KOKOMO, Ind. — Making it big in the music industry takes patience, persistence, and hard work, in addition to talent.
Indiana University Kokomo senior Jarrett Adams, who prefers to be called J.A., says his campus experience has taught him those skills, preparing him for the next step in his budding career as a rapper.
"As a student here, I've learned to work hard and never give up," Adams said. "I've also learned how to build relationships with people on campus. Just learning that skill will help me with my music in the future."
He's also gained talents to help him promote his music. He uses Twitter, YouTube, Facebook, and his website, www.officialja.com, to build his fan base.
He's performed throughout Indiana, opening for Jive Records recording artist Mickey Factz several times in late 2012 and in February 2013. Upcoming shows include April 20 at the Emerson Theater, Indianapolis; and April 26 at the No Place Like Home Show in his hometown, Marion.
Adams has a backup plan as well, drawing on the love of sports that grew from running track and playing AAU basketball as a young boy, and playing on IU Kokomo's first basketball team. He is earning a degree in communications, and would like to be a radio or television sports commentator.
Rapping would seem an unlikely choice for the soft-spoken Adams, who grew up the son of a preacher, who was also a trained opera singer, in Marion. Gospel was the music of choice in the house, where Adams learned to sing, as well as to play saxophone, drums, and piano.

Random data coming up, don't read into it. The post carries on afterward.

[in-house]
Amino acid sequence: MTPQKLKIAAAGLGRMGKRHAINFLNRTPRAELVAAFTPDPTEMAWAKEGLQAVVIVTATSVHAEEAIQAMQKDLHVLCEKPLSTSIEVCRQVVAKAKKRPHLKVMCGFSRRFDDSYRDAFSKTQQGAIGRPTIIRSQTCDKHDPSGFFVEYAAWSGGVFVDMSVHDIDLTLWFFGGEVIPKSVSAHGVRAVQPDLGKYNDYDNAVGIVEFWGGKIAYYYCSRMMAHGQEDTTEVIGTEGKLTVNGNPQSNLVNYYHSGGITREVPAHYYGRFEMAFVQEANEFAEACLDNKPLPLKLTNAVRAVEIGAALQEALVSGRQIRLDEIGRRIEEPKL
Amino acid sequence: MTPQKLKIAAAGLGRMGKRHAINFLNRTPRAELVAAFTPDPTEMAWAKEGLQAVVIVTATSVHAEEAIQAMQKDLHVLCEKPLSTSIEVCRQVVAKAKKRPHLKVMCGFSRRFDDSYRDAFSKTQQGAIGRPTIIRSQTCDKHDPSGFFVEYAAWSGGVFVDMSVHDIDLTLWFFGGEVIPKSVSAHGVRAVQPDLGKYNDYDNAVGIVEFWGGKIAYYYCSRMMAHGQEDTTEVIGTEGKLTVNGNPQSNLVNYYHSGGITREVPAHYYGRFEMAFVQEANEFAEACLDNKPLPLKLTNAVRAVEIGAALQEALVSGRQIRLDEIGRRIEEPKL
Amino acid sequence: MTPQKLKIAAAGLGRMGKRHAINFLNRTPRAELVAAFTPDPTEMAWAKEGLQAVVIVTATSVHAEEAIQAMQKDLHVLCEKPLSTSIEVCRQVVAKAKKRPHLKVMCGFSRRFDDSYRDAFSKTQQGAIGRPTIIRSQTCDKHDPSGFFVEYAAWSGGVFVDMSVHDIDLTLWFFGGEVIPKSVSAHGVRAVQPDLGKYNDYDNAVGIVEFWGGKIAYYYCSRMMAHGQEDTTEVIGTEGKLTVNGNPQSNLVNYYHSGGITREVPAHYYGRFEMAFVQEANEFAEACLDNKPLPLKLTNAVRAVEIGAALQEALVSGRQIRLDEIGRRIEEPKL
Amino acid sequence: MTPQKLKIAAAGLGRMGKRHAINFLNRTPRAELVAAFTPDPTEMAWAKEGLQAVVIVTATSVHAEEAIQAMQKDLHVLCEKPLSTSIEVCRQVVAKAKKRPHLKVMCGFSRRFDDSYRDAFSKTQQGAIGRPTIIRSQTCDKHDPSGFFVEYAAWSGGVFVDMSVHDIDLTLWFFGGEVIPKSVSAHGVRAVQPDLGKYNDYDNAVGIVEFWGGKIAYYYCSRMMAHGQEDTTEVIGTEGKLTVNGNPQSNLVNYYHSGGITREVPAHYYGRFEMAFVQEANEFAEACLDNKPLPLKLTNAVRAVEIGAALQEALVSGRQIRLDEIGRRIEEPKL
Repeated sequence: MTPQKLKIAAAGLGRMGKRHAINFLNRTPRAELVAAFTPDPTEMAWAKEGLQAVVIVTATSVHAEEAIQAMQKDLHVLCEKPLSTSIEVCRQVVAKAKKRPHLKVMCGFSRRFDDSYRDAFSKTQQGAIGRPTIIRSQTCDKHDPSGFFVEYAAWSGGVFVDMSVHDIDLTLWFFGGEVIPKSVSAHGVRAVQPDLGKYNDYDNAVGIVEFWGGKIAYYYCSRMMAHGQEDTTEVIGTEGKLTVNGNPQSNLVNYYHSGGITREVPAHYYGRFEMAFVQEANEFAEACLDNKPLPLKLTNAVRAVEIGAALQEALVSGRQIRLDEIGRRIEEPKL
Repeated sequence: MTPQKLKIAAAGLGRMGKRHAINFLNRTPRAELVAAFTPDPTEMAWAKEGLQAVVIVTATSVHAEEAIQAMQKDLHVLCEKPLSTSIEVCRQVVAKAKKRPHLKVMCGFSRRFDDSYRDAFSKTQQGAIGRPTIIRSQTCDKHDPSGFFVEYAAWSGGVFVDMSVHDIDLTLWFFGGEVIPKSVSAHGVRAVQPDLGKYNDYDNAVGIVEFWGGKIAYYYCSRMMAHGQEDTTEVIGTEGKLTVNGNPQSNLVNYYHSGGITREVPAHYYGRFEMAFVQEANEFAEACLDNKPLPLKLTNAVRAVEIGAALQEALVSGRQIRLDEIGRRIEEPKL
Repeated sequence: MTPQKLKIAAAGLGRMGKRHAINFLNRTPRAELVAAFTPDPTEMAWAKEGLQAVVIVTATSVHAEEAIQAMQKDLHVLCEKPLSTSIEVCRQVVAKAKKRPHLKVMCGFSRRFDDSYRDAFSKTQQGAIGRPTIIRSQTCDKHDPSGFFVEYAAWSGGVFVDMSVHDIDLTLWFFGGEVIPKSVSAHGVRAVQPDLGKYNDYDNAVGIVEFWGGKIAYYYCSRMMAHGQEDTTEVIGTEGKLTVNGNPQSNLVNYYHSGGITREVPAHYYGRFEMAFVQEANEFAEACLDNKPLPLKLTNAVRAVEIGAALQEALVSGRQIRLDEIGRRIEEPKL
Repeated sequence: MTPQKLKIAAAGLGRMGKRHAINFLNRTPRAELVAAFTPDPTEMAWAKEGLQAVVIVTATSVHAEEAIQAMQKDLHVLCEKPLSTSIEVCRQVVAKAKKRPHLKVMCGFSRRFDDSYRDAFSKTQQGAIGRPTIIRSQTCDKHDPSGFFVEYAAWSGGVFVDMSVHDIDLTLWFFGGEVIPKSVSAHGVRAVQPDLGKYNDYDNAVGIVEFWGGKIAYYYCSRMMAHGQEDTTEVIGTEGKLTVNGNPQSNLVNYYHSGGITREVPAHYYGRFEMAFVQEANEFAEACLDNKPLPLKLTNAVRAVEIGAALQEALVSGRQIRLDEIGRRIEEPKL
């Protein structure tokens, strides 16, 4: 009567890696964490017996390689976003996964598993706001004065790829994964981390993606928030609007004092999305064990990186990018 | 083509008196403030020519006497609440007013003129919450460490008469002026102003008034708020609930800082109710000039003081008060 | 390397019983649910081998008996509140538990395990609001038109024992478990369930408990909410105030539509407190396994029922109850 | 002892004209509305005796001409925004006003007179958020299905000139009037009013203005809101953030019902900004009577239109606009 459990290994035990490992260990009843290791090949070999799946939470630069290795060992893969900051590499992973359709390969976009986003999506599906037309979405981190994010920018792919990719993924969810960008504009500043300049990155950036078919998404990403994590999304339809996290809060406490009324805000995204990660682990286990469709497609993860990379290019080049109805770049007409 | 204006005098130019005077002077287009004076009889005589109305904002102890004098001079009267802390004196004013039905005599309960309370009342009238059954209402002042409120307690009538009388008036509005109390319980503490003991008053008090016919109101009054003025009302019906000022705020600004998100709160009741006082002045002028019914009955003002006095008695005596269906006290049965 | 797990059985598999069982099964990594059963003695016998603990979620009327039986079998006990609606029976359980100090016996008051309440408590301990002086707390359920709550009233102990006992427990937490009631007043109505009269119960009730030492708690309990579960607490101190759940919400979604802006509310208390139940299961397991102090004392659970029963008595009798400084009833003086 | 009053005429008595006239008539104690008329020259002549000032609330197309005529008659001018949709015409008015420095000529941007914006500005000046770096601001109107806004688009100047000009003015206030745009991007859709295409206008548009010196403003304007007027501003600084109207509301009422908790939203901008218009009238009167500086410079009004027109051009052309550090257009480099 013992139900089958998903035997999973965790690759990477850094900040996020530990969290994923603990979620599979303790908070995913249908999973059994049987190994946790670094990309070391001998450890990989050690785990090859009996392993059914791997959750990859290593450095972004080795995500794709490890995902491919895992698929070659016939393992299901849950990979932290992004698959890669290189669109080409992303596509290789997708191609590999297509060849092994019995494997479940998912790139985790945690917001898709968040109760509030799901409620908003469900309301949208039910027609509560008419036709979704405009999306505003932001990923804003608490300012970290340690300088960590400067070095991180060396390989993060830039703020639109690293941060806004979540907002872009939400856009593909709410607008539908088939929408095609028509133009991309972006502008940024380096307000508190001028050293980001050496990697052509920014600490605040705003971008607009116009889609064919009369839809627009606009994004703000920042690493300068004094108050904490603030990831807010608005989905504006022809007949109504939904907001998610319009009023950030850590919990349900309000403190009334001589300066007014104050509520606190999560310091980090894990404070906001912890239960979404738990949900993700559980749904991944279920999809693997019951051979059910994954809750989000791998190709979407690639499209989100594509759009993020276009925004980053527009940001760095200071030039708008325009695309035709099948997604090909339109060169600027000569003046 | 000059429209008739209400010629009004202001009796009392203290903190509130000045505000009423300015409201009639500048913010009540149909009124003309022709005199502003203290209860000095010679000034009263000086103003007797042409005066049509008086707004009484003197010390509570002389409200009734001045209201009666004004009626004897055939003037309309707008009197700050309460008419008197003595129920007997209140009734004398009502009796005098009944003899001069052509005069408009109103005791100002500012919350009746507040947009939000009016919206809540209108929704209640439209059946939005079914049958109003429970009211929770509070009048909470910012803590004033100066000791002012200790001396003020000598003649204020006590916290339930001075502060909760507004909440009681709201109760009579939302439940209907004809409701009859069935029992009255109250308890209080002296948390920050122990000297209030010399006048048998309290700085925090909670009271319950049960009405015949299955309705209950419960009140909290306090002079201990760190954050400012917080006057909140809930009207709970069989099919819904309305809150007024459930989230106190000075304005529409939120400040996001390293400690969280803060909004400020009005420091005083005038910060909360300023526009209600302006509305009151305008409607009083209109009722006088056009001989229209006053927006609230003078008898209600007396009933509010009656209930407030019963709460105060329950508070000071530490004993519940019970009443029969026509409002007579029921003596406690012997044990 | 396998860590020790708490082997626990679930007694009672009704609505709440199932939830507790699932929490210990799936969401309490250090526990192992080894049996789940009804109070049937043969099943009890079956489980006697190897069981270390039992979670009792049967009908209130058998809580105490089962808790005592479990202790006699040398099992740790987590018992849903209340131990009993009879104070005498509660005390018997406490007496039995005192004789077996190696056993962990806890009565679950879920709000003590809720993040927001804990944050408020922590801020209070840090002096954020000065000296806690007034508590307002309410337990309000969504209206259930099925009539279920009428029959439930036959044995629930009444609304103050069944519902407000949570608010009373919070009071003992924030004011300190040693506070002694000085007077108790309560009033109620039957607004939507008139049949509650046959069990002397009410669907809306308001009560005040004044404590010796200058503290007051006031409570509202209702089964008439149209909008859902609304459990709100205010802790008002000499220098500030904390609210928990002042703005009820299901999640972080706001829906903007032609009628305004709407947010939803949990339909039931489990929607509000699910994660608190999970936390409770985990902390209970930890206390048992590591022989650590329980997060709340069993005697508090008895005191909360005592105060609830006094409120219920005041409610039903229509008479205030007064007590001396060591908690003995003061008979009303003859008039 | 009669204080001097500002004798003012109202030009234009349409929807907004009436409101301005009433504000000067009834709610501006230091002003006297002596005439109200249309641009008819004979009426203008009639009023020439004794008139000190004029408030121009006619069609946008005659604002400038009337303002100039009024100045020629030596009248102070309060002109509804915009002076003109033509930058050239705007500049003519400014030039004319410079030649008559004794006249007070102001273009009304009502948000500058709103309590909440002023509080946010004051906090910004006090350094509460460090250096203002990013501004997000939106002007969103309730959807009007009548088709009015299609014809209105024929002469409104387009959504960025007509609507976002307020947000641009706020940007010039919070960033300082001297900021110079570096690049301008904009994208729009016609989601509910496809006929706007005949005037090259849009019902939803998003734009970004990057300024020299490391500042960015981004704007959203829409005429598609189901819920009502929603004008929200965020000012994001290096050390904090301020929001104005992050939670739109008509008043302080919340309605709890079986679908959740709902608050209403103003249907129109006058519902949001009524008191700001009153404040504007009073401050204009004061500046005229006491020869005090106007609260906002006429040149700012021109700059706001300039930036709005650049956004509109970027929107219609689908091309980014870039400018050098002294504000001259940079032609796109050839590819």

"I just like all kinds of music, because it's a way to release yourself," he said. "I have different genres and ways of expressing myself."
In addition to giving him a love for music, his father taught him that words are powerful, a lesson that impacts his music writing. He strives to write lyrics that are honest and genuine, and he is adamant that he will not denigrate women in his music.
"I don't hold back, but there are some words I don't use," he said. "I don't want to disrespect God. I write about everything, religion, being African American, pain, and joy. Everything doesn't have to be about sex and drugs."
His latest release, "Carnivals and Nightmares," came out in late 2012, and he's performed recently in West Lafayette, Bloomington, Muncie, Fort Wayne, and other places, hoping to attract attention and gain a larger following.
"My goal is to inspire the world," he said. "Music can touch so many lives. Getting paid to do what you love, that would be the dream."
Indiana University Kokomo serves north central Indiana.